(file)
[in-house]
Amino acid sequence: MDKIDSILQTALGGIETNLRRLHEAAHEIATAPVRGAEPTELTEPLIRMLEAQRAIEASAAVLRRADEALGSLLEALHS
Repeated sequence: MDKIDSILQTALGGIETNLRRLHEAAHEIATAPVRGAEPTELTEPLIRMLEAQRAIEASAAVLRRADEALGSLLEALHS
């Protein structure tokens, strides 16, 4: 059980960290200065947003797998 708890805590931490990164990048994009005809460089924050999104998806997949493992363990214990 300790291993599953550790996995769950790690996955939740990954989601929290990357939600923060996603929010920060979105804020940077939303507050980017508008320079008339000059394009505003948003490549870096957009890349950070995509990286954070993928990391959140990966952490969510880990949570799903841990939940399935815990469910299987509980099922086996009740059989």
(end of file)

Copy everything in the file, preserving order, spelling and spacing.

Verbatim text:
[in-house]
Amino acid sequence: MDKIDSILQTALGGIETNLRRLHEAAHEIATAPVRGAEPTELTEPLIRMLEAQRAIEASAAVLRRADEALGSLLEALHS
Repeated sequence: MDKIDSILQTALGGIETNLRRLHEAAHEIATAPVRGAEPTELTEPLIRMLEAQRAIEASAAVLRRADEALGSLLEALHS
């Protein structure tokens, strides 16, 4: 059980960290200065947003797998 708890805590931490990164990048994009005809460089924050999104998806997949493992363990214990 300790291993599953550790996995769950790690996955939740990954989601929290990357939600923060996603929010920060979105804020940077939303507050980017508008320079008339000059394009505003948003490549870096957009890349950070995509990286954070993928990391959140990966952490969510880990949570799903841990939940399935815990469910299987509980099922086996009740059989």